I know this kind of power in the hands of a young lefty makes plenty of Democrats nervous. House Speaker Nancy Pelosi (D-Calif.) derisively referred to AOC’s Green New Deal as a “green dream.” Every time I talk to a potential Democratic donor, I get an earful about how terrible AOC is for the party. But I think they are looking at this all wrong. They are afraid that her prominence as a Democratic messenger will make it easier for Republicans to caricature Democrats as having been taken over by the “loony left.” I have news for you — they’ll do that anyway.

They’ve been using Pelosi and Rep. Maxine Waters (D-Calif.) and Hillary Clinton as boogeymen for years, distorting their positions and caricaturing them in a misogynistic way, and they’ll continue to do so, with or without AOC. But these donors and establishment types don’t recognize how brilliantly effective AOC is as a messenger for Democrats in the Trump era.

Trump won because he got new people to vote who normally didn’t care about politics. He galvanized the energy of his base and he made Democrats reactive, which allowed him to dominate the news cycle. He dictated the terms of the news cycle and he caused the media to fixate on him to the exclusion of the messages of other candidates and politicians — in short, he sucked the oxygen out of the room.

AOC does the same thing. Philip Bump of the Washington Post did an analysis this year showing that Fox News covers AOC more than any other Democrat besides Sen. Elizabeth Warren (D-Mass.). This makes Warren look more moderate, changes which ideas are acceptable in mainstream discourse, and focuses energy on what Democrats want to talk about. AOC galvanizes young people, makes the Democratic Party feel vibrant and full of ideas and cognitive diversity — and drives the GOP to distraction.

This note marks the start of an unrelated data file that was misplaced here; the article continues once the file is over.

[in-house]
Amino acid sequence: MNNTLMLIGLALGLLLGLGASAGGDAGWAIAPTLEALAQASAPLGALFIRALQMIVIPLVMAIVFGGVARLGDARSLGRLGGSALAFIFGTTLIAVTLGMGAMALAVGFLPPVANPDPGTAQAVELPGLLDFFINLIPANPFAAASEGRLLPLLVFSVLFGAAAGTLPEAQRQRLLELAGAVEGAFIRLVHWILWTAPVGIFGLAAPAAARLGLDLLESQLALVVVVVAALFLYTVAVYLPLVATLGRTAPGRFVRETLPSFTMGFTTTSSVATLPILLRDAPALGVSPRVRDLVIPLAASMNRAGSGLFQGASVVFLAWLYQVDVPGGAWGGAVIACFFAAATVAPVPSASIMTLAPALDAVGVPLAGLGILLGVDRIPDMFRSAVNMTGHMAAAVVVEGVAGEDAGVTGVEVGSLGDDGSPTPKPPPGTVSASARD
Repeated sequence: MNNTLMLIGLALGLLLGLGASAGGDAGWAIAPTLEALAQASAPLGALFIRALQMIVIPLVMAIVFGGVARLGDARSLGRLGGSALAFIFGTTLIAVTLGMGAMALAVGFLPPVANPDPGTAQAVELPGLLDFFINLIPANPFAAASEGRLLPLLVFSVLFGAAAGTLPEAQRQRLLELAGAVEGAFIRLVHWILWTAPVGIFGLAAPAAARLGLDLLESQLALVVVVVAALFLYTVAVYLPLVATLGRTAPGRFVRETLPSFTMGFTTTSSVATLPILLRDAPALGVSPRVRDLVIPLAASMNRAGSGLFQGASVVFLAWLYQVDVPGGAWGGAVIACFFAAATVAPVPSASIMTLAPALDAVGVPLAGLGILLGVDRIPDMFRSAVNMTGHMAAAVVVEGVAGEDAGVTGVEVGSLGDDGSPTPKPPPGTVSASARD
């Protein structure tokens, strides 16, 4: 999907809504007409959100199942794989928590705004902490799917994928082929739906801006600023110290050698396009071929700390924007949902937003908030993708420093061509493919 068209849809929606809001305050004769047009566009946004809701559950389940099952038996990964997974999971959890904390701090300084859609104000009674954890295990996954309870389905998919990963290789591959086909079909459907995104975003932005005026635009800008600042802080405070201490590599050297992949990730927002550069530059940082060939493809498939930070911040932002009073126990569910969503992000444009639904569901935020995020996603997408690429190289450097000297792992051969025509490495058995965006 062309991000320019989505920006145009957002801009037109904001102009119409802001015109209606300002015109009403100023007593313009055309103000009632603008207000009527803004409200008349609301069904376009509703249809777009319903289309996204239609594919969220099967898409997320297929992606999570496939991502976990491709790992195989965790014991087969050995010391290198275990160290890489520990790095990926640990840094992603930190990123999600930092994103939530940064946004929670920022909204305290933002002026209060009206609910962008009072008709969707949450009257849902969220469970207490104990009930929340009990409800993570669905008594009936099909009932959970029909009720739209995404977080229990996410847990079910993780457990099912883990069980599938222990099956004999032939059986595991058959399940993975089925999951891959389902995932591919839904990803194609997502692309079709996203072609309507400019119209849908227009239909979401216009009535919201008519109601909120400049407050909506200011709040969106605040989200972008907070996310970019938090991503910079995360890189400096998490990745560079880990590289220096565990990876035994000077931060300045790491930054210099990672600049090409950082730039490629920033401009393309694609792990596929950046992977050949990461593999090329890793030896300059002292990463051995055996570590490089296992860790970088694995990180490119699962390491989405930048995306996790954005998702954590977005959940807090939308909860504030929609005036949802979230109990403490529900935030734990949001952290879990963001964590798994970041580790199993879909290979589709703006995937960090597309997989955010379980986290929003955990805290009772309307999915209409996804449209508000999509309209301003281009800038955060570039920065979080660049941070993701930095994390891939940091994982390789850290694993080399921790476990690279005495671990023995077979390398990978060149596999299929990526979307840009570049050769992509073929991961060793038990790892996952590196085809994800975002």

The right doesn’t dislike AOC because they fear for the future of the Democratic Party and want to save us from a messaging error. They despise her precisely because she communicates boldly, passionately and in a Twitter-native manner. When AOC talks, Republicans know they are losing.

So let’s stop worrying that we’ll be called socialists (they’d do that even if Warren Buffett were running as a Democrat). Let’s concentrate on winning the social media wars with our Twitter savant, AOC, instead of letting Liz Cheney and Sean Hannity tell us who our messenger should be.

Congresswoman Ocasio Cortez is what the nation needs in these times of Trump

AOC Is the Trump-Era Hero We Need

When AOC talks, Republicans know they are losingbyKrystal Ball

 21 Comments

AOC galvanizes young people, makes the Democratic Party feel vibrant and full of ideas and cognitive diversity—and drives the GOP to distraction.  (Photo: Getty)

AOC galvanizes young people, makes the Democratic Party feel vibrant and full of ideas and cognitive diversity—and drives the GOP to distraction. (Photo: Getty)

On Monday evening, President Trump pressed send on a tweet declaring that in the next week, ICE would begin removing “the millions of illegal aliens” who are in the United States. This, of course, was not true. ICE deports about 7,000 immigrants per month, which is rather short of the roughly 10.5 million undocumented immigrantscurrently residing in the United States. The tweet, coming two days before Trump’s big reelection rally, seemed tailor-made to send Democrats into paroxysms of rage and force us into a law-and-order debate in which we stand on the side of the lawbreakers.

AOC beat Trump at his own news cycle game. Not all superheroes wear capes.